Sunday, August 23, 2015

Camp Innovation

Eryn's been in camp for two weeks in a row.  She spent one week at my workplace for a corporate-sited Camp Innovation.  I don't know what was going on in my head. I thought it was a girls' only coding camp.  I suspect I got my camps all mixed up.  So she was a bit disappointed that was NOT what it was.  But she had fun anyway.  A lot of kids she knew were there from school, and she met the kids of some of my other coworkers, including one who has a shared passion for Five Nights at Freddy's.  Her project was FNaF focused and was a box that allowed you to take a one-question quiz and it would play theme music using the basic-driven processing board they were given.  So there was some coding, just not along the lines of Java or Ruby.

Here are kids.  I had a chance to talk to some of them during a panel where we talked about what it was like to work in technology.  I talked to them about the meaning of the word "done" and how getting agreement on things was an important part of technology projects.  My example was to talk to their parents about what "done" meant in the context of their chores to them, to their friends, and to different adults.  I suspected no one would agree.  So imagine what it's like with a project with hundreds of people.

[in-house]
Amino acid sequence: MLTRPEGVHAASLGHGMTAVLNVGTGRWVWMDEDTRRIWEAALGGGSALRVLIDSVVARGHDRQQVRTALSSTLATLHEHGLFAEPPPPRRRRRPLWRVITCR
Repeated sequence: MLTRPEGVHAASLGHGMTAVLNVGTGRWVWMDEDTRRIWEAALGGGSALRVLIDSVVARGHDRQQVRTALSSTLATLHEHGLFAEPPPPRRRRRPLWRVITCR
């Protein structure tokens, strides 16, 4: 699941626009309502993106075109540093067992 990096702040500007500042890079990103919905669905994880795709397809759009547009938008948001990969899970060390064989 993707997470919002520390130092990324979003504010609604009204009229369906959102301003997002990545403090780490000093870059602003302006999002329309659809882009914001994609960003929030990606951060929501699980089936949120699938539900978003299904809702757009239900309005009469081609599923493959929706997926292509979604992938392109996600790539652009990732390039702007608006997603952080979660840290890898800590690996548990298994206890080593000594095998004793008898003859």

One of them (sibling of one of Eryn's schoolmates) made a Tardis nighlight that would come on when the sensor detected the lights were out (waving your hand over it, for instance).  Very neat.  A lot of cars.  And one kid wrote a program for presenting a series of numbers and you had to guess the next one.  It would have been more interesting if he could have presented multiple series, but he had the direction right.

Here's Eryn explaining her project to a parent and to my skip boss.  The piece of paper is to magnify the soundtrack.  Amusingly, only one of her buttons - the correct choice - was wired up.  I thought at first that her program would evaluate yes or no, but that would have simply been wasted effort for her scope.  Easier not to wire them in the first place.  That's a good lesson for me and my software teams.

And here she with her FNaF box, all smiles after a week of Innovation, Caribou in the mornings, and slowing fermenting children (a lot of sweat being generated in that room).

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